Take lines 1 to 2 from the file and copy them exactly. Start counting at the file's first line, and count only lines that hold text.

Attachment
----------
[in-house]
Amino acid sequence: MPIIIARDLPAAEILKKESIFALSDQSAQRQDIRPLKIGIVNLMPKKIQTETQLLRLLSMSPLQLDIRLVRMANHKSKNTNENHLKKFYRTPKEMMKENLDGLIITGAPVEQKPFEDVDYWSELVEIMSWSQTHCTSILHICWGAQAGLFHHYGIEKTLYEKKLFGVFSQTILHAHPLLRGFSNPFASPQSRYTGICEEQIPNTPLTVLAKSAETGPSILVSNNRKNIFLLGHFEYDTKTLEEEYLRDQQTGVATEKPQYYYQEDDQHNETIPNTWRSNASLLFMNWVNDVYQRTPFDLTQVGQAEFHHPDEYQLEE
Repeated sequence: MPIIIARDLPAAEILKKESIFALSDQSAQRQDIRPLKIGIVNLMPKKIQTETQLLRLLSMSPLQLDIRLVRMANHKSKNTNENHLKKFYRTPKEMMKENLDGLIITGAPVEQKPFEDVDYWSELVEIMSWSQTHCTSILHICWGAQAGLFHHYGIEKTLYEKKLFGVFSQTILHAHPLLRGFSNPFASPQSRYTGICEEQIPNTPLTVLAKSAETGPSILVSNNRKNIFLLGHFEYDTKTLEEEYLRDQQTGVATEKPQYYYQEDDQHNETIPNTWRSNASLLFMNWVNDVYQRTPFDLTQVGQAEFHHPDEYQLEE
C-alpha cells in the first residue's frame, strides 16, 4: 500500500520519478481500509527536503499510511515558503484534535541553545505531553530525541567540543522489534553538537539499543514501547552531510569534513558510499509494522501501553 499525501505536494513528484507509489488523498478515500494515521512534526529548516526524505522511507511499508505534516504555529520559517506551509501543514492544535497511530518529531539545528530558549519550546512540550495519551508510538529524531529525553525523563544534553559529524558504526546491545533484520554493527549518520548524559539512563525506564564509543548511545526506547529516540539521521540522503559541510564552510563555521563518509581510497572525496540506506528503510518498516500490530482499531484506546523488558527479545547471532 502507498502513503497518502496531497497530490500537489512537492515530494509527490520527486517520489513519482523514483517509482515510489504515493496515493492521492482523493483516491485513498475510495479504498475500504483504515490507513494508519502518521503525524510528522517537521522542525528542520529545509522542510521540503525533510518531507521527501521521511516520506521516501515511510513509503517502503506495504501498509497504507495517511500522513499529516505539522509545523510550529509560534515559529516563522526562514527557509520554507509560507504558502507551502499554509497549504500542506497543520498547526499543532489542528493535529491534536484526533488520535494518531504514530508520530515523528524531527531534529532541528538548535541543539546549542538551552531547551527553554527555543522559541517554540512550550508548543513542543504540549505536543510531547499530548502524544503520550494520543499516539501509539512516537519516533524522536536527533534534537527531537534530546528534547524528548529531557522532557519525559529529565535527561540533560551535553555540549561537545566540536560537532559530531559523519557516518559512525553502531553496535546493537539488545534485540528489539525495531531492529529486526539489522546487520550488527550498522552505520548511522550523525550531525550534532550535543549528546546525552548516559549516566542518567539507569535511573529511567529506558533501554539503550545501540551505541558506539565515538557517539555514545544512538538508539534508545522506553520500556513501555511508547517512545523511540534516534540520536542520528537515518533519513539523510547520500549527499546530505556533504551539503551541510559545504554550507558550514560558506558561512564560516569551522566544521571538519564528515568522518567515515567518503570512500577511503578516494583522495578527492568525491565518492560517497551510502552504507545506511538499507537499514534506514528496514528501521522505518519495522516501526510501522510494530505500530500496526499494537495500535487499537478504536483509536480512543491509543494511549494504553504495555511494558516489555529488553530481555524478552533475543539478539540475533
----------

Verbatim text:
[in-house]
Amino acid sequence: MPIIIARDLPAAEILKKESIFALSDQSAQRQDIRPLKIGIVNLMPKKIQTETQLLRLLSMSPLQLDIRLVRMANHKSKNTNENHLKKFYRTPKEMMKENLDGLIITGAPVEQKPFEDVDYWSELVEIMSWSQTHCTSILHICWGAQAGLFHHYGIEKTLYEKKLFGVFSQTILHAHPLLRGFSNPFASPQSRYTGICEEQIPNTPLTVLAKSAETGPSILVSNNRKNIFLLGHFEYDTKTLEEEYLRDQQTGVATEKPQYYYQEDDQHNETIPNTWRSNASLLFMNWVNDVYQRTPFDLTQVGQAEFHHPDEYQLEE